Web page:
Microsoft chief executive officer Steve Ballmer announced Friday that he will retire in the next 12 months, once a successor has been found
The 57-year-old Ballmer has led the world's biggest software company since 2000, when he succeeded Microsoft founder Bill Gates.
In a news release, Microsoft said “Ballmer will continue as CEO and will lead Microsoft through the next steps of its transformation to a devices and services company.”
That transformation was announced less than two months ago and was seen as an attempt by Microsoft to catch up with the innovations of Apple and Google.
“There is never a perfect time for this type of transition, but now is the right time,” Ballmer said in a statement. “We have embarked on a new strategy with a new organization. My original thoughts on timing would have had my retirement happen in the middle of our company’s transformation to a devices and services company. We need a CEO who will be here longer term for this new direction.”
Microsoft’s board of directors has appointed a special committee to direct the process of finding a successor, saying they will consider internal and external candidates.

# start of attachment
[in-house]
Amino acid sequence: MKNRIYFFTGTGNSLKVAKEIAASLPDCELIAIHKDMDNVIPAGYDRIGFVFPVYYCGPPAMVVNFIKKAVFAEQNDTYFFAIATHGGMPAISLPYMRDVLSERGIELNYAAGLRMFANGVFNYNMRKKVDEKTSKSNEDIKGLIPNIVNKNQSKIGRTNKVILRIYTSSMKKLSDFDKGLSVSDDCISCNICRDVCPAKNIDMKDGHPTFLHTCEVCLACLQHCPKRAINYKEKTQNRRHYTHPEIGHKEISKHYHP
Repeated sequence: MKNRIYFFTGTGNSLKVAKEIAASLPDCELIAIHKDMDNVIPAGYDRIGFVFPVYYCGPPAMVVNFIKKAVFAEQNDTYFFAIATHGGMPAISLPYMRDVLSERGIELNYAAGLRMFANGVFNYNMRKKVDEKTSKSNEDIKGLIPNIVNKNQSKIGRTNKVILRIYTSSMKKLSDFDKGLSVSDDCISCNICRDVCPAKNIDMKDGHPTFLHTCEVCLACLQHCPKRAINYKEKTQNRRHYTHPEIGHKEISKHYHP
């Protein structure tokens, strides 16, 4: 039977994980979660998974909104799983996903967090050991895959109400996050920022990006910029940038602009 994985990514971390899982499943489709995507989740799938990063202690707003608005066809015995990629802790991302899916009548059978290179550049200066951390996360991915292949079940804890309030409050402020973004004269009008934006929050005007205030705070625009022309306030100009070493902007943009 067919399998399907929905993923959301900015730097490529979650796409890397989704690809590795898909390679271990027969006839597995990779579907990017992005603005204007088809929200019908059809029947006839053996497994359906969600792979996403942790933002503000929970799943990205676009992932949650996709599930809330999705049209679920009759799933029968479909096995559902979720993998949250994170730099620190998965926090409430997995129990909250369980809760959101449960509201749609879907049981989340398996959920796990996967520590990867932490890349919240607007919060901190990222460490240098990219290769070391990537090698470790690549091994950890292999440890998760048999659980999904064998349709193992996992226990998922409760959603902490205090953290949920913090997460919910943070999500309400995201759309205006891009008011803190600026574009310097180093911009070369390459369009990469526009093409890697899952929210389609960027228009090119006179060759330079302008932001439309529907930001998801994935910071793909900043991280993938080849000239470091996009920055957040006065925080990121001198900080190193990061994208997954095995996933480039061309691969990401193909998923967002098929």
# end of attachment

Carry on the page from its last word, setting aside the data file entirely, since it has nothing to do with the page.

In recent years, Microsoft has struggled to keep up with rivals like Google and Apple as people moved from personal computers to smartphones and tablets. More recently, the newest version of the company’s cornerstone product, Windows, was received with little enthusiasm.
The news of Ballmer’s retirement sent Microsoft shares up 9 percent initially.
Ballmer and Gates first met in 1973 when they lived down the hall from each other in a Harvard University dormitory. Ballmer joined Microsoft in 1980, led several of its divisions over the last three decades and became one of Gates’ chief advisers before succeeding him.
Bloomberg News says Ballmer is the 47th richest person in the world, with a $16 billion fortune.